As it turns out, Bobby Valentine isn't the only (heretofore) stealth candidate for the Red Sox managerial post.
According to an industry source, the list of candidates who interest the Red Sox goes well beyond the five who've they've brought to Boston and introduced publicly in post-interview media availabilities.
Beyond Torey Lovullo, Gene Lamont, Pete Mackanin, Sandy Alomar Jr. and Dale Sveum, the latter of whom was hired by the Chicago Cubs Thursday, the Red Sox have held secret interviews with at least one other candidate.
Mackanin was eliminated from consideration Wednesday.
The Sox have tried to make the process as transparent as possible, releasing the names and timing of scheduled interviews days in advance, while also taking advantage of the media availabilities to observe how candidates deal with the media.
But some interviews have been conducted more privately, though an industry source stressed that no current major league managers are candidates for the position.
"Some people," said a baseball source, "don't want their name out there."
In recognition of that, the Sox haven't fully disclosed the name of every candidate interviewed.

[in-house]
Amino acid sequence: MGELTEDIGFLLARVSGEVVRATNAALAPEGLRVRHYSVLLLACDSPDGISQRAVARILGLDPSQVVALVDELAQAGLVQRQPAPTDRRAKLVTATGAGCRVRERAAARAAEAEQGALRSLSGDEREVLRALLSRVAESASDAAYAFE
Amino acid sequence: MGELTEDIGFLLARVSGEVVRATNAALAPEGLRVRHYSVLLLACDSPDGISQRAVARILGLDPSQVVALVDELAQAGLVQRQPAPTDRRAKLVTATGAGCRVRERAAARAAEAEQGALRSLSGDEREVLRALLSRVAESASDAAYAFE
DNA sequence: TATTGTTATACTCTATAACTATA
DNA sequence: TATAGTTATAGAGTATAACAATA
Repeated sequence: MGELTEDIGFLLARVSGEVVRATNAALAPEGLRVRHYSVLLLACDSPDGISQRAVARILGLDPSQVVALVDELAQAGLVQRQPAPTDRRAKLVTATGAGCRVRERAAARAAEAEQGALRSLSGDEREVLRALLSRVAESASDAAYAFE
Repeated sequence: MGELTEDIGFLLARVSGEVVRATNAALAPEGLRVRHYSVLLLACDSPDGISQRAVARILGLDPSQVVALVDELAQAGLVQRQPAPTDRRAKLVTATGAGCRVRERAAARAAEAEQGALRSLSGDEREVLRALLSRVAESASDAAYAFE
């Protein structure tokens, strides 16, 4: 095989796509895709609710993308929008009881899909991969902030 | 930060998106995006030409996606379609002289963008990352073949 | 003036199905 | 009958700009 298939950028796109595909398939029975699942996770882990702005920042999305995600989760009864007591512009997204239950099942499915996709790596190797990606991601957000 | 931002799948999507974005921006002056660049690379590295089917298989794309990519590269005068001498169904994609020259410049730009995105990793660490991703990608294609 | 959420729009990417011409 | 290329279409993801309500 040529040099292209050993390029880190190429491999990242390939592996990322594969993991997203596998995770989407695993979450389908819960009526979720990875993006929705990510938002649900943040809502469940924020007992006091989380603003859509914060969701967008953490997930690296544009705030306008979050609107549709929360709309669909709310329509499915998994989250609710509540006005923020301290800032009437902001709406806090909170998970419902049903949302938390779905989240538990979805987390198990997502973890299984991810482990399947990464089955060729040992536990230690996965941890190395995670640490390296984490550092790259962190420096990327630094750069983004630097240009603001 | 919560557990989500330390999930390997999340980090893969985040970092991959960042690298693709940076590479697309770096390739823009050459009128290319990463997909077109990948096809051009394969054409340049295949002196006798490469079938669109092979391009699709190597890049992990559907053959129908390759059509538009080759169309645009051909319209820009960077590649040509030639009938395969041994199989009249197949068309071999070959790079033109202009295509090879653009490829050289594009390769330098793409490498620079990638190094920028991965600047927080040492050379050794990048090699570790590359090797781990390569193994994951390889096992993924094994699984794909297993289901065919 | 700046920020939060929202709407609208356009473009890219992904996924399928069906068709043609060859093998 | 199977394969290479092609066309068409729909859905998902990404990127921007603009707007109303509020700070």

Valentine, who is under contract with ESPN, has had several interviews for managerial openings in the last few years, including two dalliances with the Florida Marlins. He also interviewed with the Milwaukee Brewers before the Brewers hired Ron Roenicke.
Valentine met with both general manager Ben Cherington and team president and CEO Larry Lucchino "weeks ago," said an industry source and has subsequently had at least one other meeting with team officials.
Another candidate had front-office experience with a National League team.
Additionally, the Sox were rebuffed in seeking permission to speak to several other candidates.
It's known that the Sox were highly interested in hiring Toronto Blue Jays manager -- and former Red Sox pitching coach --- John Farrell before running into roadblocks over compensation. Eventually, the process fell apart when the Blue Jays made it club policy to not allow personnel under contract to make a lateral move to another organization.
It's possible, too, that the Red Sox were denied permission to speak with New York Yankees bench coach Tony Pena. Pena, who managed in Kansas City and once played for the Sox, would seem to fit many of the Sox' qualifications, but the Yankees may have turned down the request out of fear of a former coach taking important information with him to manage the Yanks' main rival.